Konichiwa from Hilden: Macarons, Baisers & Cake à la Earl Grey

For most people, Japan is foremost known for sushi - this week, we also got to know the wide range of traditional Japanese and classic French sweet pastries.

Together with our master baker our Japanese guests baked traditional Japanese sweet pastries here in Hilden for a whole week. And they came with some curious recipes: Next to puff pastries, Madeleines and other delicate pastries such as macarons - which we also like to eat in Germany - they baked Earl Grey cake which got its name from the addition of black tea. Also Pain de Genes cake and Dacquoise - a kind of almond paste meringue have been tried, and all these  in our R-EVOLUTION rack oven and THERMICO PLUS convection oven.

Why did we bake only sweet pastries? For many years now, the cooperation between Marubishi and WACHTEL has been characterized by success and mutual appreciation. The visit to Hilden targets to test a market expansion. "WACHTEL's products are already very well received in the Japanese market - but the ovens are mainly found in bakeries. We now also want to equip confectioneries with the WACHTEL brand,” according to Mr. Kyotaro Komiya, Marubishi's technical director.

Our R-EVOLUTION  rack oven and THERMICO PLUS convection oven are particularly suitable for this application. Small baked goods such as  macarons, Madeleines and  meringues need special attention because they are very sensitive. Thanks to the Infrared Ceramic Technology installed in our R-EVOLUTION, a perfect heat transfer is achieved. Mr. Komiya is enthusiastic about the technology: "The baked goods are baked through to the middle and stay fresh for a long time." But the THERMICO PLUS also convinces him. Due to its air circulation, a clean, uniform baking result is achieved. "The macarons we baked in the THERMICO PLUS are all of outstanding quality," says Mr. Komiya. The oven is ideal for baking delicate pastries such as macarons.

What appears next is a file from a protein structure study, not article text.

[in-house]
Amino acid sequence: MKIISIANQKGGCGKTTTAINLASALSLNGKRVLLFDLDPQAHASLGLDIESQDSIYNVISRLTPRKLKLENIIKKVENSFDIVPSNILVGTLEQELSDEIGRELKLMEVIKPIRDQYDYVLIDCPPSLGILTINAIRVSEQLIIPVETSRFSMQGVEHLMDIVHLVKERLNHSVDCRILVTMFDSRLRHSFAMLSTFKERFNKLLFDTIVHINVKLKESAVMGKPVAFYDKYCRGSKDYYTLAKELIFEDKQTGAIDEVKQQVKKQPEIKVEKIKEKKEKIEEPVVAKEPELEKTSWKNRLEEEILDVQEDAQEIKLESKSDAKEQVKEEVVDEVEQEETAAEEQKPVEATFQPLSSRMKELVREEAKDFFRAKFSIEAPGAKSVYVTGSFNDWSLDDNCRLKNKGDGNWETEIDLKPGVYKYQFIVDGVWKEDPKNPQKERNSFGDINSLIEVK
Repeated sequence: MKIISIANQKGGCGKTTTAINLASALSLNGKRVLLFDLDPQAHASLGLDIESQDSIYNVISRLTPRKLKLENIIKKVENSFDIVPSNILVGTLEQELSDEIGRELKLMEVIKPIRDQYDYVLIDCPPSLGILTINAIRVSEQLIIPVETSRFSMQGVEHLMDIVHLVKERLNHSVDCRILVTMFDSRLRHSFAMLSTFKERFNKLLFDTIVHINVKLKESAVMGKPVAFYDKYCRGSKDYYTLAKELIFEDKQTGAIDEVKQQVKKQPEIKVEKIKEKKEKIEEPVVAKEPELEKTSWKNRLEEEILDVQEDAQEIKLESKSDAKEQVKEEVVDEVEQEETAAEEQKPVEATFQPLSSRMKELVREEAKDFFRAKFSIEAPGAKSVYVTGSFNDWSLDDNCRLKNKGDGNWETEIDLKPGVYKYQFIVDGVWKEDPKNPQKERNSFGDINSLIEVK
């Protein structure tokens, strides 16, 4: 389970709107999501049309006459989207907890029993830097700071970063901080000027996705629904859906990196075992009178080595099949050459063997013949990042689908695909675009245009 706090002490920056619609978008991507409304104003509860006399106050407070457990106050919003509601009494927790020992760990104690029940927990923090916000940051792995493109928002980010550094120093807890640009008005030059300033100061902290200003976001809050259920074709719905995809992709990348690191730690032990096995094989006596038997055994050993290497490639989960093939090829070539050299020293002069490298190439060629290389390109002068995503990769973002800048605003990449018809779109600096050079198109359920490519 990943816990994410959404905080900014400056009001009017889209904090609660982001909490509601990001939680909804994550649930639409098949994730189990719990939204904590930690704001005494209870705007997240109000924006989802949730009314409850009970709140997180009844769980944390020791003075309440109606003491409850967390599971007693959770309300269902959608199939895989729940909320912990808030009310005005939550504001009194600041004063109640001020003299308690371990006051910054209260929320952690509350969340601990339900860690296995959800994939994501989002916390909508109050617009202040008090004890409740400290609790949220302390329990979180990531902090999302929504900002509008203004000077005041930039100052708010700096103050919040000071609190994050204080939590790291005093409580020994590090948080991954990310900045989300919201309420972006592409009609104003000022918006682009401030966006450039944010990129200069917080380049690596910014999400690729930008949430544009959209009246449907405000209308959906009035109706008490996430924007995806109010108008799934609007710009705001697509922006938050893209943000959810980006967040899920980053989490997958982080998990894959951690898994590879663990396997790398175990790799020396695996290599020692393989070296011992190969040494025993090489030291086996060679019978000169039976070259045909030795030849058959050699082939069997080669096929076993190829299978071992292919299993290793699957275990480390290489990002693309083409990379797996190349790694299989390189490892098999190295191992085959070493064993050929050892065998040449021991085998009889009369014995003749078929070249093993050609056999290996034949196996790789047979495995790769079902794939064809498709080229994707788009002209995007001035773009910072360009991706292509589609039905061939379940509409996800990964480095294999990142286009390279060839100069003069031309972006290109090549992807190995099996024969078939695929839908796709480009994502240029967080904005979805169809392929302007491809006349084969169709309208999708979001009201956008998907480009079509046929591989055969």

In Japan, the bakery market is similarly contested as in Germany. The number of small craft bakeries is decreasing each year, making more and more room for 24/7 open supermarkets. These do not necessarily sell worse goods. Japanese value quality products, and the big bakery chains and low-cost suppliers are well aware about that. Therefore they changed the offer:  In craft bakeries customers find a different assortment as in supermarkets. Traditional and also special pastries are sold here. The Japanese especially like eating their "sweet meal" from the baker around 3 pm, as there is seldom a dessert for lunch.

This week, we at WACHTEL were able to convince ourselves of the delicacy of the Japanese art of baking and were surprised how diverse the offer is.